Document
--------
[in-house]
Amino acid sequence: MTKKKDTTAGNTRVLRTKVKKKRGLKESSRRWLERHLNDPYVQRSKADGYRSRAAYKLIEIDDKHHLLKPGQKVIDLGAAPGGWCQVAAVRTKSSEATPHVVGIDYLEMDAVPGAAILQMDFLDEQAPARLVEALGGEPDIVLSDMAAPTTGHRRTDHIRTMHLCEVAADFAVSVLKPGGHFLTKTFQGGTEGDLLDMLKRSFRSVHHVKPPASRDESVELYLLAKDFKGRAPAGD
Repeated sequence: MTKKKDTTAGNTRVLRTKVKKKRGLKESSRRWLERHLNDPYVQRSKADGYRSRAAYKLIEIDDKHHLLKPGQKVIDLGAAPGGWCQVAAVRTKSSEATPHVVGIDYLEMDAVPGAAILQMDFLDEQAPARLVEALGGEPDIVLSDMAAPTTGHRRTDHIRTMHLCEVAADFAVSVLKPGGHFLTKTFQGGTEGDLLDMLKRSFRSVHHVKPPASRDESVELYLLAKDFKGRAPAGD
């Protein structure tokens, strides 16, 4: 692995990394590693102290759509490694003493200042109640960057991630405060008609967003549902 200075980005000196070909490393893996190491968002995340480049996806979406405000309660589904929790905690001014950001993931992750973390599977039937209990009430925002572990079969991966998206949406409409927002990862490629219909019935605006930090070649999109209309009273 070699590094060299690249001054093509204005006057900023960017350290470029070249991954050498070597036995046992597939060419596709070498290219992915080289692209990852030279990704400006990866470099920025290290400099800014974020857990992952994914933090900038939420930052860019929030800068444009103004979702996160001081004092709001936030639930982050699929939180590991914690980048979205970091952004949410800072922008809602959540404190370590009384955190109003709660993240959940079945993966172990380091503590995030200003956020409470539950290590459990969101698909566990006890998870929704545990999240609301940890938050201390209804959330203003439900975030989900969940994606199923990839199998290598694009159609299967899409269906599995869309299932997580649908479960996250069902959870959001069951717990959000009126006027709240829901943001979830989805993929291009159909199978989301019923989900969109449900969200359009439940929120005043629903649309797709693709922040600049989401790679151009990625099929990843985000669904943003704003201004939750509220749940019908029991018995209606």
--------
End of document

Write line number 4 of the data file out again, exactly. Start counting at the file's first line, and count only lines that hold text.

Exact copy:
């Protein structure tokens, strides 16, 4: 692995990394590693102290759509490694003493200042109640960057991630405060008609967003549902 200075980005000196070909490393893996190491968002995340480049996806979406405000309660589904929790905690001014950001993931992750973390599977039937209990009430925002572990079969991966998206949406409409927002990862490629219909019935605006930090070649999109209309009273 070699590094060299690249001054093509204005006057900023960017350290470029070249991954050498070597036995046992597939060419596709070498290219992915080289692209990852030279990704400006990866470099920025290290400099800014974020857990992952994914933090900038939420930052860019929030800068444009103004979702996160001081004092709001936030639930982050699929939180590991914690980048979205970091952004949410800072922008809602959540404190370590009384955190109003709660993240959940079945993966172990380091503590995030200003956020409470539950290590459990969101698909566990006890998870929704545990999240609301940890938050201390209804959330203003439900975030989900969940994606199923990839199998290598694009159609299967899409269906599995869309299932997580649908479960996250069902959870959001069951717990959000009126006027709240829901943001979830989805993929291009159909199978989301019923989900969109449900969200359009439940929120005043629903649309797709693709922040600049989401790679151009990625099929990843985000669904943003704003201004939750509220749940019908029991018995209606």